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Rep. Ron Paul on Net-gambling bill: a rare voice of sanity in Congress
Previous Politech message:
-------- Original Message --------
Subject: RE: [Politech] Step aside, war on terror -- now it's war on
Inter net gambling [econ]
Date: Wed, 12 Jul 2006 08:26:07 -0400
From: Singleton, Norman <Norman.Singleton@mail.house.gov>
To: 'Declan McCullagh' <firstname.lastname@example.org>
Here is what Ron Paul said about the bill yesterday, please feel free to
share with the list:
Mr. PAUL. Mr. Speaker, I rise in opposition to this legislation. It
easy to oppose this legislation because it is assumed that proponents of the
bill are on the side of the moral high ground. But there is a higher moral
high ground in the sense that protecting liberty is more important than
passing a bill that regulates something on the Internet.
The Interstate Commerce Clause originally was intended to make sure
were no barriers between interstate trade. In this case, we are putting
I want to make the point that prohibition, as a general principle, is a
bad principle because it doesn't work. It doesn't solve the problem because
it can't decrease the demand. As a matter of fact, the only thing it does is
increase the price. And there are some people who see prohibitions as an
enticement, and that it actually increases the demand.
But once you make something illegal, whether it is alcohol or whether it
is cigarettes or whether it is gambling on the Internet, it doesn't
disappear because of this increased demand. All that happens is, it is
turned over to the criminal element. So you won't get rid of it.
Sometimes people say that this prohibition that is proposed is designed
to protect other interests because we certainly aren't going to get rid of
gambling, so we might get rid of one type of gambling, but actually enhance
But one of the basic principles, a basic reason why I strongly oppose
this is, I see this as a regulation of the Internet, which is a very, very
dangerous precedent to set.
To start with, I can see some things that are much more dangerous than
gambling. I happen to personally strongly oppose gambling. I think it is
pretty stupid, to tell you the truth.
But what about political ideas? What about religious fanaticism? Are we
going to get rid of those? I can think of 1,000 things worse coming from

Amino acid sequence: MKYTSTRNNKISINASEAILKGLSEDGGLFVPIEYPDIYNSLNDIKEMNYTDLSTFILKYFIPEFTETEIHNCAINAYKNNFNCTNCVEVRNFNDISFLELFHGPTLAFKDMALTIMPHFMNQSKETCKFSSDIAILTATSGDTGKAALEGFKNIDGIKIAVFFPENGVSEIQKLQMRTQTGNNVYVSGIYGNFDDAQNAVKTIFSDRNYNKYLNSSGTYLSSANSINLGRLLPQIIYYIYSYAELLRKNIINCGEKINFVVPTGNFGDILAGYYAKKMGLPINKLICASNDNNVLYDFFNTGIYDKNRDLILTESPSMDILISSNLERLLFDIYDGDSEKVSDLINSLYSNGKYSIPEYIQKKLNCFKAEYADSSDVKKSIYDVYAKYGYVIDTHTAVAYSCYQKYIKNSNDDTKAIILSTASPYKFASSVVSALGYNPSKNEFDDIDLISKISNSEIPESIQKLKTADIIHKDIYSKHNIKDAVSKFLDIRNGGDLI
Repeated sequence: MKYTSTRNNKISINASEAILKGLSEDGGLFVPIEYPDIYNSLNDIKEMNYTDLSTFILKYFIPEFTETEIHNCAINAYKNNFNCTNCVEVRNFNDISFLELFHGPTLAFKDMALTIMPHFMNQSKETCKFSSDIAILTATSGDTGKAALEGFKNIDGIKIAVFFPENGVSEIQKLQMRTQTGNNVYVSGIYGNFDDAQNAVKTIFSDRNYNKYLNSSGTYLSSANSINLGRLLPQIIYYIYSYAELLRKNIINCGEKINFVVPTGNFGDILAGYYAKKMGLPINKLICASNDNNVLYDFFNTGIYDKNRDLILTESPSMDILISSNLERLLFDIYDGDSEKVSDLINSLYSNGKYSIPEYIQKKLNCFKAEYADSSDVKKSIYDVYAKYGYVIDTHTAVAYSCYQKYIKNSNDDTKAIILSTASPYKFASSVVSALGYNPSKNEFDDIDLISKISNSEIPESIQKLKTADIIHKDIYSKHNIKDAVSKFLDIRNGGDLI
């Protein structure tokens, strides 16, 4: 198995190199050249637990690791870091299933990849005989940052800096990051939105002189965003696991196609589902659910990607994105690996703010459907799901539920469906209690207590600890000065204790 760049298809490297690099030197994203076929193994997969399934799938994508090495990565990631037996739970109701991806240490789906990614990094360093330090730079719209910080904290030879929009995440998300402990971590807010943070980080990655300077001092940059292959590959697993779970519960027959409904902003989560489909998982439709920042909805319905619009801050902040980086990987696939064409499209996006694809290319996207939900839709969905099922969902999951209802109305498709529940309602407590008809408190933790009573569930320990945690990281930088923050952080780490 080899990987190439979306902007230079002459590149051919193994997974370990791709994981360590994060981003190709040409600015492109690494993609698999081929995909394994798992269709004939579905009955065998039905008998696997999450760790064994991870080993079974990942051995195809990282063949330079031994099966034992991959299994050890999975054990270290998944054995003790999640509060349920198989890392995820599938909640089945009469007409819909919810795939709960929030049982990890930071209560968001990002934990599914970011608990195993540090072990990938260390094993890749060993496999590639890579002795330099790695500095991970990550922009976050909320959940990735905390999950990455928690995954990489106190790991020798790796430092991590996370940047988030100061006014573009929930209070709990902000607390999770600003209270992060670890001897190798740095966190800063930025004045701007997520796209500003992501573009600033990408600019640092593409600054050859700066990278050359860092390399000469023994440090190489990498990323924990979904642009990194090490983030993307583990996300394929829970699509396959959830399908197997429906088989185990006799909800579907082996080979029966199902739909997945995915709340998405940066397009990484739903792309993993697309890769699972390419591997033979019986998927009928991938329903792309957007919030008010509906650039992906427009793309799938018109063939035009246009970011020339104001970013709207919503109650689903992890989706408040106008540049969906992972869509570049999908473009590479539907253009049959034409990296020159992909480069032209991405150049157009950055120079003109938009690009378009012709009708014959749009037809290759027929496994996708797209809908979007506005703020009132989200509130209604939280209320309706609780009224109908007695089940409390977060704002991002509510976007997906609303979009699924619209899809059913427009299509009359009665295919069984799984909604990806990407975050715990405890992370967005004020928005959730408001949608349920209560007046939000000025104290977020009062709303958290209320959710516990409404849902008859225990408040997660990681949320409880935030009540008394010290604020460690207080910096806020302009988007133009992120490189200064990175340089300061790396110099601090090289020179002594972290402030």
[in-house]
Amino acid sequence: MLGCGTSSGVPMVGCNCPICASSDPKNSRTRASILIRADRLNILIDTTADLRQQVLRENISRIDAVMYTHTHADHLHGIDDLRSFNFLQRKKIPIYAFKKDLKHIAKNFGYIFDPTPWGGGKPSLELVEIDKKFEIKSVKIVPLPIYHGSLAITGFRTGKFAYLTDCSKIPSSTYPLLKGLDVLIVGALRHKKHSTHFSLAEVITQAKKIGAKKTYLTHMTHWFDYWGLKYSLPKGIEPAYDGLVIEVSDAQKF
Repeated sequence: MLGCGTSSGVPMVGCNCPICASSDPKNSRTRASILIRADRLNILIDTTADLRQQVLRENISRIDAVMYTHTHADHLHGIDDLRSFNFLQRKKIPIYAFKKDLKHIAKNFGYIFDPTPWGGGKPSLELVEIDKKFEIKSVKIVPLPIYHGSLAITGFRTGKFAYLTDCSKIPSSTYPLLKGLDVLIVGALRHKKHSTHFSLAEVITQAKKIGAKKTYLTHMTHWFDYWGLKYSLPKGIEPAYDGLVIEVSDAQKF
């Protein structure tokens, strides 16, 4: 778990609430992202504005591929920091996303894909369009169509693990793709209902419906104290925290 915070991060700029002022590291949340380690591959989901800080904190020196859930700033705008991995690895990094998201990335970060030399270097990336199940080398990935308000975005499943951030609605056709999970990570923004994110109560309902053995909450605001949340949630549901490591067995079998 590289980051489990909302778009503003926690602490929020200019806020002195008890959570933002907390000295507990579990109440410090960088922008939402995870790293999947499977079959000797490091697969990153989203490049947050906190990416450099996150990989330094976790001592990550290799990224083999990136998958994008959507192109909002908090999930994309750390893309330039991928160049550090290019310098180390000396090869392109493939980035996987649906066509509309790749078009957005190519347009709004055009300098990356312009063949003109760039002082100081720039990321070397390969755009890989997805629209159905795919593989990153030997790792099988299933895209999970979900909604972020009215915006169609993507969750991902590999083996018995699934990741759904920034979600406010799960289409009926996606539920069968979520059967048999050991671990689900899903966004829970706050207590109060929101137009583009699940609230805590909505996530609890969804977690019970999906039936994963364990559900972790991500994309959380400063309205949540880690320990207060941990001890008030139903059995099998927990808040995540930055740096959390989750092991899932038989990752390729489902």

those bad ideas. But who will come down here and say, Just think of the evil
of these bad ideas and distorted religions, and therefore we have to
regulate the Internet?
H.R. 4411, the Internet Gambling Prohibition and Enforcement Act, should
be rejected by Congress since the Federal Government has no constitutional
authority to ban or even discourage any form of gambling.
In addition to being unconstitutional, H.R. 4411 is likely to prove
ineffective at ending Internet gambling. Instead, this bill will ensure that
gambling is controlled by organized crime. History, from the failed
experiment of prohibition to today's futile ``war on drugs,'' shows that the
government cannot eliminate demand for something like Internet gambling
simply by passing a law. Instead, H.R. 4411 will force those who wish to
gamble over the Internet to patronize suppliers willing to flaunt the ban.
In many cases, providers of services banned by the government will be
members of criminal organizations. Even if organized crime does not operate
Internet gambling enterprises their competitors are likely to be controlled
by organized crime. After all, since the owners and patrons of Internet
gambling cannot rely on the police and courts to enforce contracts and
resolve other disputes, they will be forced to rely on members of organized
crime to perform those functions. Thus, the profits of Internet gambling
will flow into organized crime. Furthermore, outlawing an activity will
raise the price vendors are able to charge consumers, thus increasing the
profits flowing to organized crime from Internet gambling. It is bitterly
ironic that a bill masquerading as an attack on crime will actually increase
organized crime's ability to control and profit from Internet gambling.
In conclusion, H.R. 4411 violates the constitutional limits on Federal
power. Furthermore, laws such as H.R. 4411 are ineffective in eliminating
the demand for vices such as Internet gambling; instead, they ensure that
these enterprises will be controlled by organized crime. Therefore I urge my
colleagues to reject H.R. 4411, the Internet Gambling Prohibition and
Norman Kirk Singleton
Congressman Ron Paul
Washington, DC 20515
"...libertarianism will win eventually because it and only it is compatible
with the nature of man and of the world. Only liberty can achieve man's
prosperity, fulfillment, and happiness....libertarians now propose to
fulfill the American dream and the world dream of liberty and prosperity for
Posted by Declan McCullagh on Jul 12, 2006
in category economics
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